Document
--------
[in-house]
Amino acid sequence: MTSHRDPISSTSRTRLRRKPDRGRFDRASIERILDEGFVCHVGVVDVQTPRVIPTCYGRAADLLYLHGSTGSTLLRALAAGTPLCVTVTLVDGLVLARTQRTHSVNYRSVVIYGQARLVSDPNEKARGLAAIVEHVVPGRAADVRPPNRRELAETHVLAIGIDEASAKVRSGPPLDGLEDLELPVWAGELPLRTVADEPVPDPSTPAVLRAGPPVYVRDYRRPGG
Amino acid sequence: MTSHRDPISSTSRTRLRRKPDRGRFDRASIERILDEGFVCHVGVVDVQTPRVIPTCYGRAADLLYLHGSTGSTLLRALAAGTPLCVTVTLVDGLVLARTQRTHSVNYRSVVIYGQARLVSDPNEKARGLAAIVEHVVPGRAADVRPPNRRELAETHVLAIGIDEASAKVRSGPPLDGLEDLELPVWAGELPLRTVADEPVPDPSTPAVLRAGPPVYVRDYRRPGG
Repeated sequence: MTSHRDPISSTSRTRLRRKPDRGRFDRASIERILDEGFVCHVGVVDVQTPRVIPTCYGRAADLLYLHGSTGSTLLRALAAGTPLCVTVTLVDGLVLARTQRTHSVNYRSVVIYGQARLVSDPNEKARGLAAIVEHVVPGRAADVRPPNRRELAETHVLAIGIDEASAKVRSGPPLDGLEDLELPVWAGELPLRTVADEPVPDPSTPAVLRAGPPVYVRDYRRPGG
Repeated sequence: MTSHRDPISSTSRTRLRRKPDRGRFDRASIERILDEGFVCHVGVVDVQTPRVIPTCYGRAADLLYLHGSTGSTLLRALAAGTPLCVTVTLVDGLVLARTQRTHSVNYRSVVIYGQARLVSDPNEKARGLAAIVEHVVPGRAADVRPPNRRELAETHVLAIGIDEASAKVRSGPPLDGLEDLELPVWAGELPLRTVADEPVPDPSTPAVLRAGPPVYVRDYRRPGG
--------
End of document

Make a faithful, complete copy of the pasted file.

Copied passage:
[in-house]
Amino acid sequence: MTSHRDPISSTSRTRLRRKPDRGRFDRASIERILDEGFVCHVGVVDVQTPRVIPTCYGRAADLLYLHGSTGSTLLRALAAGTPLCVTVTLVDGLVLARTQRTHSVNYRSVVIYGQARLVSDPNEKARGLAAIVEHVVPGRAADVRPPNRRELAETHVLAIGIDEASAKVRSGPPLDGLEDLELPVWAGELPLRTVADEPVPDPSTPAVLRAGPPVYVRDYRRPGG
Amino acid sequence: MTSHRDPISSTSRTRLRRKPDRGRFDRASIERILDEGFVCHVGVVDVQTPRVIPTCYGRAADLLYLHGSTGSTLLRALAAGTPLCVTVTLVDGLVLARTQRTHSVNYRSVVIYGQARLVSDPNEKARGLAAIVEHVVPGRAADVRPPNRRELAETHVLAIGIDEASAKVRSGPPLDGLEDLELPVWAGELPLRTVADEPVPDPSTPAVLRAGPPVYVRDYRRPGG
Repeated sequence: MTSHRDPISSTSRTRLRRKPDRGRFDRASIERILDEGFVCHVGVVDVQTPRVIPTCYGRAADLLYLHGSTGSTLLRALAAGTPLCVTVTLVDGLVLARTQRTHSVNYRSVVIYGQARLVSDPNEKARGLAAIVEHVVPGRAADVRPPNRRELAETHVLAIGIDEASAKVRSGPPLDGLEDLELPVWAGELPLRTVADEPVPDPSTPAVLRAGPPVYVRDYRRPGG
Repeated sequence: MTSHRDPISSTSRTRLRRKPDRGRFDRASIERILDEGFVCHVGVVDVQTPRVIPTCYGRAADLLYLHGSTGSTLLRALAAGTPLCVTVTLVDGLVLARTQRTHSVNYRSVVIYGQARLVSDPNEKARGLAAIVEHVVPGRAADVRPPNRRELAETHVLAIGIDEASAKVRSGPPLDGLEDLELPVWAGELPLRTVADEPVPDPSTPAVLRAGPPVYVRDYRRPGG